“Tear? we are crawling. Ah! Sarah, you are not his daughter. There, follow me! I cannot go so slow.” And she set off to run.
Presently she passed a group of women standing talking at a corner of the street, and windows were open with nightcapped heads framed in them.
She stopped a moment to catch the words; they were talking about a ghost which was said to have just passed down the street, and discussing whether it was a real ghost or a trick to frighten people.
Julia uttered a low cry and redoubled her speed, and was soon at Mr. Richard Hardie’s door; but the street was deserted, and she was bewildered, and began to think she had been too hasty in her conjecture. A chill came over her impetuosity. The dark, drizzly, silent night, the tall masts, the smell of the river — how strange it all seemed: and she to be there alone at such an hour!
Presently she heard voices somewhere near. She crossed over to a passage that seemed to lead towards them; and then she heard the voices plainly, and among them one that did not mingle with the others, for it was the voice she loved. She started back and stood irresolute. Would he be displeased with her?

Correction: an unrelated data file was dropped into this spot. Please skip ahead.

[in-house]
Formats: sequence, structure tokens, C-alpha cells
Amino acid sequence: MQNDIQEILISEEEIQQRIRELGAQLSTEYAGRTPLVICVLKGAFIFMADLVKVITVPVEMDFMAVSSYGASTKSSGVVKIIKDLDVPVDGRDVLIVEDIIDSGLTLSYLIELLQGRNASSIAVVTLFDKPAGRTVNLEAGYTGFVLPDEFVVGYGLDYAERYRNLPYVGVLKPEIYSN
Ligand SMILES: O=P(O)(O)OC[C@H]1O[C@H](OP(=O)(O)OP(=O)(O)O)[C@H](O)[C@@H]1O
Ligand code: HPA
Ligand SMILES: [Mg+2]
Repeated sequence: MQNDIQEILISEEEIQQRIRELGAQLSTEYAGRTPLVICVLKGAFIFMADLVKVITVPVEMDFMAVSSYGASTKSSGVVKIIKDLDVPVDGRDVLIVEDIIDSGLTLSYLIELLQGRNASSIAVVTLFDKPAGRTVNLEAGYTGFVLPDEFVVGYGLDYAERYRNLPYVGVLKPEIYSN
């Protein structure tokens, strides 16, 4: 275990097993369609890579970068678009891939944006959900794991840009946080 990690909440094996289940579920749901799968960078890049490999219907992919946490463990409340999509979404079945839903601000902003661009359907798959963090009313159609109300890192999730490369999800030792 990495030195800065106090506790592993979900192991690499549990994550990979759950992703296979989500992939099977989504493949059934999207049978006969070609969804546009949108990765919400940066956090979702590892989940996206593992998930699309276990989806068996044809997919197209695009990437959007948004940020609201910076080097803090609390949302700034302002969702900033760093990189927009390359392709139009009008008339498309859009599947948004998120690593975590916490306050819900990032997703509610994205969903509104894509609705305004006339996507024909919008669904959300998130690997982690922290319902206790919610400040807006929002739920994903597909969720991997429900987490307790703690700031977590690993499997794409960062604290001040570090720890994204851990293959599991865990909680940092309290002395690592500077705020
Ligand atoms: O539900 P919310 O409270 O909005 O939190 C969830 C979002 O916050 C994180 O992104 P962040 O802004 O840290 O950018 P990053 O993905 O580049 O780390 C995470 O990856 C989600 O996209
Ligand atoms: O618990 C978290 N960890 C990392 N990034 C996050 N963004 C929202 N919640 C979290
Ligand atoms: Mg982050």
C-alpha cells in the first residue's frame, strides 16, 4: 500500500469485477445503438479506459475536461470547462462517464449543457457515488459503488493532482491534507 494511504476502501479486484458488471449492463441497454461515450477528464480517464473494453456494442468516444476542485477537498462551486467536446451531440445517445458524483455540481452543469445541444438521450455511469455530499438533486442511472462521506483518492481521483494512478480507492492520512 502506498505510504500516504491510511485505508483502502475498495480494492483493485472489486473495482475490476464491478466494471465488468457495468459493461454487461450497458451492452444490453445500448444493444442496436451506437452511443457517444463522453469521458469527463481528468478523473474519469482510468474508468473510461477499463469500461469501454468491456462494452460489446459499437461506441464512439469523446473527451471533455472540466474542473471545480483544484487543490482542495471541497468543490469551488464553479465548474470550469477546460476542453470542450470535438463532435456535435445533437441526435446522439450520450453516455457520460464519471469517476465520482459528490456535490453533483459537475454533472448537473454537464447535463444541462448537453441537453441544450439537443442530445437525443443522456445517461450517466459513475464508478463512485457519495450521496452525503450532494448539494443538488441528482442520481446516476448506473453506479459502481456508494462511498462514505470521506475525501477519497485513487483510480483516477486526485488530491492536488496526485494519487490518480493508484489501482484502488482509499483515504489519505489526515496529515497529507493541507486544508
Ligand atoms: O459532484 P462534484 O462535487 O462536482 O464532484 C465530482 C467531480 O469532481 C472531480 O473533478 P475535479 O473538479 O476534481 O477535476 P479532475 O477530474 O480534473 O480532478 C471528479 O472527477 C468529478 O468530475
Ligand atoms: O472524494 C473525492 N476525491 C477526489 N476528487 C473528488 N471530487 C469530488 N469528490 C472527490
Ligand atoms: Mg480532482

Feet came trampling slowly along the passage.
His voice came with them.
She drew back and looked round for Sarah.
While she stood fluttering, the footsteps came close, and there emerged from the passage into the full light of the gas-lamp Alfred and two policemen carrying a silent senseless figure in a night-gown, with a great-coat thrown over part of him.
It was her father, mute and ghastly.
The policemen still tell of that strange meeting under the gaslight by Hardie’s Bank; and how the young lady flung her arms round her father’s head, and took him for death, and kissed his pale cheeks, and moaned over him; and how the young gentleman raised her against her will, and sobbed over her; and how they, though policemen, cried like children. And to them I must refer the reader: I have not the skill to convey the situation.
They got more policemen to help, and carried him to Albion Villa.
On the way something cold and mysterious seemed to have come between Julia and Alfred. They walked apart in gloomy silence, broken only by foreboding sighs.